Guild of Shepherds & Collies

10 Most Common Health Issues for Larger Dogs

1. Hip dysplasia

As dogs grow, a loose fit of the hip joint results. Hip dysplasia can eventually lead to pain, joint degeneration, and arthritis. What you might not know is genetics is the biggest single factor causing hip dysplasia in dogs.

2.  Elbow dysplasia

A lesser known symptom of large canine bodies, a malformation can occur of the elbow. Continued wear and tear of the elbow can lead to inflammation and osteoarthritis. Genetics also play a large role in what dogs are affected by it and which are not.

3.  Arthritis

This can occur in any dog, but it is most seen in large, senior dogs. This happens because of their growth and weight. Symptoms can include stiffness, limping, pain, and difficulty moving or exercising.

4. Wobbler syndrome

Also known as “Cervical spondylomyelopathy (CSM)” – try saying that five times fast – is a disease of the spine at the neck. It affects how vertebrae line up with one another.

5.  Dilated cardiomyopathy

Due to the size of the body, as a dog ages, the heart ages, too. Basically, the heart becomes weak and can no longer adequately pump blood throughout the body. Symptoms include weakness, exercise intolerance, coughing, and difficulty breathing.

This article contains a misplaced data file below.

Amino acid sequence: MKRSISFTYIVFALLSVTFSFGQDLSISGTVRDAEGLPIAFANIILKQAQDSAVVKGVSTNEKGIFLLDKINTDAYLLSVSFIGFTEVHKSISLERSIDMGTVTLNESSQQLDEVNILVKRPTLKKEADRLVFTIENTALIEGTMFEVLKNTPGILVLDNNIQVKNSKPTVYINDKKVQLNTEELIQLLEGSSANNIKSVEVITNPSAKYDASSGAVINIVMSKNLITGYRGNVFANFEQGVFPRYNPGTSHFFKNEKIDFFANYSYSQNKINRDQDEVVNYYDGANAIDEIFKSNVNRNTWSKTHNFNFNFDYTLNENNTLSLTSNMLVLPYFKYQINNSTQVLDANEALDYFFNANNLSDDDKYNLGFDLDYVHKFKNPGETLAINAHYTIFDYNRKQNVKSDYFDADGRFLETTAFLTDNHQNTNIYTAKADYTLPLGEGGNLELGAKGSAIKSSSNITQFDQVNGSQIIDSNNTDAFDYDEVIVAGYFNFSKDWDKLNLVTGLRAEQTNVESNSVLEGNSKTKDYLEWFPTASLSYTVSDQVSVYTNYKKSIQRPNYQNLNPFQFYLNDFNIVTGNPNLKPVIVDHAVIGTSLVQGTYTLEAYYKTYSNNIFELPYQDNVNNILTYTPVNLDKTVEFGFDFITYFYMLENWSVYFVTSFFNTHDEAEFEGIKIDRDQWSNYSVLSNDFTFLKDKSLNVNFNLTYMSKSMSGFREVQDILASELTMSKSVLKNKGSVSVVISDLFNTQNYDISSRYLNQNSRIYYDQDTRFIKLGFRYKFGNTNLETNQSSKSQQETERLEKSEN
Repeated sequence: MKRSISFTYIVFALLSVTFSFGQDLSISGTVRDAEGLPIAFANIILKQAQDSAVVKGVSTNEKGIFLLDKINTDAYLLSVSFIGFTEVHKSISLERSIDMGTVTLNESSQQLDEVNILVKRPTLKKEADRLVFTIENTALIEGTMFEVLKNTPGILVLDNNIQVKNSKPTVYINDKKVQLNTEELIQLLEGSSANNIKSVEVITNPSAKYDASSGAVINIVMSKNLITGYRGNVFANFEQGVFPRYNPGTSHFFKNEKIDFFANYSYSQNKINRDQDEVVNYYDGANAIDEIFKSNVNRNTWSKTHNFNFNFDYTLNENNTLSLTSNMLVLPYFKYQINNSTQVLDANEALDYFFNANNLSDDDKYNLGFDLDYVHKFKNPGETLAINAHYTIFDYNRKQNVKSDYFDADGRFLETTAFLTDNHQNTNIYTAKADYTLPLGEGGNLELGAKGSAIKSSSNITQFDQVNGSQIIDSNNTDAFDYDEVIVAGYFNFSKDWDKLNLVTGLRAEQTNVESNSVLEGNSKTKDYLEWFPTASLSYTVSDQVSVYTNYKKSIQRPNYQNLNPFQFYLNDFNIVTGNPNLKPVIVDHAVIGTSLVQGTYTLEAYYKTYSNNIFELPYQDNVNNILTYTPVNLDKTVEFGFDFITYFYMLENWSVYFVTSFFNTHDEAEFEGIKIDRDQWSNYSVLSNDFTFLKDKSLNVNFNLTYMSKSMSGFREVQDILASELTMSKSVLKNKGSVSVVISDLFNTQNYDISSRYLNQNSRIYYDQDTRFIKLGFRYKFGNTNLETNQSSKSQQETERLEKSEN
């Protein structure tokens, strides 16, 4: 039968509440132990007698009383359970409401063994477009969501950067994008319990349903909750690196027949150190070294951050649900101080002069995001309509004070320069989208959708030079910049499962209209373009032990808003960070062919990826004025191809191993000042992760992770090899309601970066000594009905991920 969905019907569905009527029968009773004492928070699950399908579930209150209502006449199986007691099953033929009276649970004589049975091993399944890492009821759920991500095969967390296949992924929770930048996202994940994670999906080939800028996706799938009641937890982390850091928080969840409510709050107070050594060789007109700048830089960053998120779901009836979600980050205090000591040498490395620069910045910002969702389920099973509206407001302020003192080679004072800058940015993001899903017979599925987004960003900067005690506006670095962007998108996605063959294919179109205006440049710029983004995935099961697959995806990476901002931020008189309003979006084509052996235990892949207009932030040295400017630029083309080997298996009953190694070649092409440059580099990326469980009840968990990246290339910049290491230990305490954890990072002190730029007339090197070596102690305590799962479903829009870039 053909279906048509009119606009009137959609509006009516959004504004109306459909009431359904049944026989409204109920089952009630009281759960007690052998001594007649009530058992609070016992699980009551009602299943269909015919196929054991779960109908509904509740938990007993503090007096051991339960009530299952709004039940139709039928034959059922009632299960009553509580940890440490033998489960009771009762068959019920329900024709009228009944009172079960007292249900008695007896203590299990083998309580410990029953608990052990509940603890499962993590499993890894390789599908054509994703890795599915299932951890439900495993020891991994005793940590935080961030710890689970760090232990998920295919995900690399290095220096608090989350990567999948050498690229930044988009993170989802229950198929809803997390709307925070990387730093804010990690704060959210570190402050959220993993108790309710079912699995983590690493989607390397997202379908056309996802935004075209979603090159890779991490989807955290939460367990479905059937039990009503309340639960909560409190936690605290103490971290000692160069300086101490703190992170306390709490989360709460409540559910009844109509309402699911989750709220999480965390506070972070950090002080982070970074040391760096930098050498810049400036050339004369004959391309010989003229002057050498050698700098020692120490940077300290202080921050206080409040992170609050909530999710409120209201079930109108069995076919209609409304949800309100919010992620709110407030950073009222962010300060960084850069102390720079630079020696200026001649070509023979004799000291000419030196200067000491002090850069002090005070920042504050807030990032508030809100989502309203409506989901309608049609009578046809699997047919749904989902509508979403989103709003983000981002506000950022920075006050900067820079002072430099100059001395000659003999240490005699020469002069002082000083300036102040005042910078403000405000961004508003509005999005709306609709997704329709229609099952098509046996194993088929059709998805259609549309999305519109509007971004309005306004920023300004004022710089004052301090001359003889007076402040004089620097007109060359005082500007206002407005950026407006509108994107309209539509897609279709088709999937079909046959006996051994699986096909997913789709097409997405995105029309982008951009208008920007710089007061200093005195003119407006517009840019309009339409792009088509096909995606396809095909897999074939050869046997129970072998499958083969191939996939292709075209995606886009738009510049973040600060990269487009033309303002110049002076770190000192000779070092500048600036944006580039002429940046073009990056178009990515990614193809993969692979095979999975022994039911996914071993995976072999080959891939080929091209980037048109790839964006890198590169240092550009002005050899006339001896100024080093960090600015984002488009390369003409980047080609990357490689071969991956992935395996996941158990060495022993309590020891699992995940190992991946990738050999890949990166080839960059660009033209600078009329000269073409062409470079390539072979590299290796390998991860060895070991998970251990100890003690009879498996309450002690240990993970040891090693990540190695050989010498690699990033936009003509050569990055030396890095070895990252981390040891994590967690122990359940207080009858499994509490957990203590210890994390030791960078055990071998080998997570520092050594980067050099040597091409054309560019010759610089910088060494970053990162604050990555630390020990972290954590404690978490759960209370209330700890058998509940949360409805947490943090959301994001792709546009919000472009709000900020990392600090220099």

6.  Hypothyroidism

This is a clinical condition resulting from a lowered production and release of T4 AND T3 hormones by the thyroid gland. As a result, the dog can suffer lethargy, mental dullness, weight gain, hair loss, excessive scaling, and recurring skin infections.

7.  Bloat

This is a disease in dogs in which their stomachs dilates and rotates around its short axis. The twisting prevents the dog from being able to burp or vomit, then eventually cuts of the blood supply to the stomach. This can quickly lead to shock or death.

8.  Entropion

This is a genetic condition which a portion of the eyelid is folded inward; the shape of the face is the primary genetic cause.

9. Ectropoin

Off by one letter, but not to be confused with number eight, this is an abnormality which causes the margin of the eyelid to roll outward. This results in exposure of tissue of the inner lids.

10. Cherry Eye

Is a pink mass protruding from the dog’s eyelid. It is most commonly associated with inherited weaknesses of the eye’s gland.

As always, if you think there is something wrong with your dog, consult your veterinary doctor immediately.

Information from PetMD

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